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Alumna’s Story: Dominique Caplan, Gainsborough Silk Weaving

14 November 2014 by Jainnie Cho

Two years ago, weave designer Dominique Caplan was fresh out of London’s Central Saint Martins and itching to apply what she’d just learnt. Just one thing stood in her way: she hadn’t a clue how to navigate the fashion or interiors industries.

Working at Gainsborough Silk Weaving

Dominique soon realised the fierce competition that lay ahead of her. “I saw how many other designers were also graduating – all wanting to move into an industry which is relatively small,” she says.

Fortunately she had been nominated for the 2012 Texprint programme by her CSM tutor and granted an interview. Dominique says she went into the interview with Texprint creative director Peter Ring-Lefevre and a panel of industry experts with ‘clammy palms’, but she was successful and subsequently invited to undertake Texprint’s unique mentorship and exhibition programme with 23 other emerging talents.

But it certainly wasn’t all roses for Dominique after her selection. Internships with high-profile designers including Mary Katrantzou and Holly Fulton followed, but making her way in the industry was a struggle, not least because she was not earning money.

Perseverance paid off however, and last summer Dominique landed a job at Gainsborough Silk Weaving, one of the oldest commercial mills in England – a dream design role that has enabled her to rediscover her creative edge, with a constant flow of interesting and challenging work that mixes computerized techniques with traditional weaving methods.

We caught up with Dominique to talk about her Texprint experience, her new role and recent projects, and the growing artisanal approach in textile design.

Working at Gainsborough Silk Weaving

What was it like showing at Indigo in Paris with Texprint?

Texprint gave me something to work towards. Exhibiting at Indigo in Paris was a high point, though both exhausting and rewarding, and the realisation that now I actually had to make money from the work I had created as a student was quite challenging. 

For every person who stops and looks through your work, a hundred others will dismiss your stand with a flick of their eyes.  Very quickly you realize this is not personal - your work is not going to cater to everyone’s tastes or requirements. I believe this is one of the most important things I learnt from Texprint.

Also of key benefit were the many useful connections I made which helped me greatly in the following months. 

Working at Gainsborough Silk Weaving

Tell us about your current job as a designer at Gainsborough Silk Weaving?

We work with a lot of high-end interior and fashion designers and it is always very interesting, challenging work. Most of what I do is computerized, using the modern jacquard looms we have at the mill, but there is much scope to be technically creative and try new approaches.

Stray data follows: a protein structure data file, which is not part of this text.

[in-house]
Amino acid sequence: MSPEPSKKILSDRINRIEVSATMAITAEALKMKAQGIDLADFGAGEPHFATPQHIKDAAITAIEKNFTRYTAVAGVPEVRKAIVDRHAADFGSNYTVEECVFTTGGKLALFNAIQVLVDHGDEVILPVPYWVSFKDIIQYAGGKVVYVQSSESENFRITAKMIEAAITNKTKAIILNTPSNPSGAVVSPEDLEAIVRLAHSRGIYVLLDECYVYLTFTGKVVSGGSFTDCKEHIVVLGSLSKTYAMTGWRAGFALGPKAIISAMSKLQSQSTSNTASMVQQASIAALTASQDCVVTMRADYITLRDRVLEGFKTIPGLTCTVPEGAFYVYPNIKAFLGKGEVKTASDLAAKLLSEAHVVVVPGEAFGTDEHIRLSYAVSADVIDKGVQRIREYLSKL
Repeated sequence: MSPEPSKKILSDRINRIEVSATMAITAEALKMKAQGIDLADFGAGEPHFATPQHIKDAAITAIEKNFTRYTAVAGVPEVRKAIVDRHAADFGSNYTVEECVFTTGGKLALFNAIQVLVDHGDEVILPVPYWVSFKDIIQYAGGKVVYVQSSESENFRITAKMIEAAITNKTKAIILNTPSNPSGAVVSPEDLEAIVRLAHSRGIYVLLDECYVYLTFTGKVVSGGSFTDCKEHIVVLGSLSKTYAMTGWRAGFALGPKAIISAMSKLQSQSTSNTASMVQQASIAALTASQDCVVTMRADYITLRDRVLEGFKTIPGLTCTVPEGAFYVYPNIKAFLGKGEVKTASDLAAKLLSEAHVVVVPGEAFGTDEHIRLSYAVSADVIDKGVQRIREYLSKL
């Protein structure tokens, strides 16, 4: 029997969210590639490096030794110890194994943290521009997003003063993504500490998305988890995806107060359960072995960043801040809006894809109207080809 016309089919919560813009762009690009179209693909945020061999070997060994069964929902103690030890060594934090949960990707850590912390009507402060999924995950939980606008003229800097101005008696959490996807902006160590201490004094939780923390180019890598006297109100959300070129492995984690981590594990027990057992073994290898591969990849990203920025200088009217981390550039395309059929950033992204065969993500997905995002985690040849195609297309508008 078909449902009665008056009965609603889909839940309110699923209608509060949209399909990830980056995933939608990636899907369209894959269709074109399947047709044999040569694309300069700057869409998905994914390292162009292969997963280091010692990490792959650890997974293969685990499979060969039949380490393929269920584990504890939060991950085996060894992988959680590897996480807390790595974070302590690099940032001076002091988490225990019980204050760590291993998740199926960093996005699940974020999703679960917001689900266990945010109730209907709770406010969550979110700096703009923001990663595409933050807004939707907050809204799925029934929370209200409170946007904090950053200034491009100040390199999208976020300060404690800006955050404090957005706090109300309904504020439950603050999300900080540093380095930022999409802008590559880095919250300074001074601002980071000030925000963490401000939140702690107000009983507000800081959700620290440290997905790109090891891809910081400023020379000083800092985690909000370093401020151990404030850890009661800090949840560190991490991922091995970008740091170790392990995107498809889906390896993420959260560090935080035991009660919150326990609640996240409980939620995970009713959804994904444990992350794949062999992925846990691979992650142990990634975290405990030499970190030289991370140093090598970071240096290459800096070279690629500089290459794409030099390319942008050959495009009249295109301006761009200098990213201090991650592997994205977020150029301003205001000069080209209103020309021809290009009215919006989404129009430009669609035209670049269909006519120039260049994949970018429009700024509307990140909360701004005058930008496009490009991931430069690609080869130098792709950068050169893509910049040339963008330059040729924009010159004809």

Gainsborough also still has 15 Hattersley looms from the 1930s, making the mill truly unique. We have many of the original punch card sets and having access to the traditional method of jacquard weaving is very special. 

There is also an extensive archive of amazing fabric samples dating back to the establishment of the mill in 1903.  Among my personal favorites are the Crewell loom silks and the hand cut velvets.  There is a real connection between past and present and I feel very lucky to contribute to Gainsborough’s rich history and future.  

Textile installation inside the Oxford Brooks University 

You were involved in designing an impressive, large-scale textile installation inside the Oxford Brooks University – a 3x10 metre installation that is a mirage of intricate textures, patterns and gradients. What was the experience like?

The installation was designed by Peagreen and woven by Gainsborough Silk Weaving. As the designer on this project I was responsible for liaising with Peagreen whilst altering their original design in order to make it weavable.  At Gainsborough, the looms repeat two times across the entire fabric width, so we were weaving two artwork panels for the instillation at a time.  However because Peagreen wanted each panel to be very different, I had to work out ways to create the colours they wanted, using the same wefts and weave structures, whilst only changing the warp colour. I had four warp colours in total and eight weft colours to play with. It was an all-consuming project! 

How do you see the UK textile industry evolving? It seems there are two big trends – use of digital and a return to craft.

Trends are moving in an exciting direction with new approaches and methods of creating textiles emerging. From my own experience, I believe there has been more of a shift towards the artisanal approach as customers become better informed. There is also a premium placed on British made, which I feel is largely substantiated by the quality of the fabrics and skills involved. Craftsmanship is part of our heritage and I sincerely hope that the British textile industry continues to gain respect and overseas business. 

Gainsborough Silk Weaving archives


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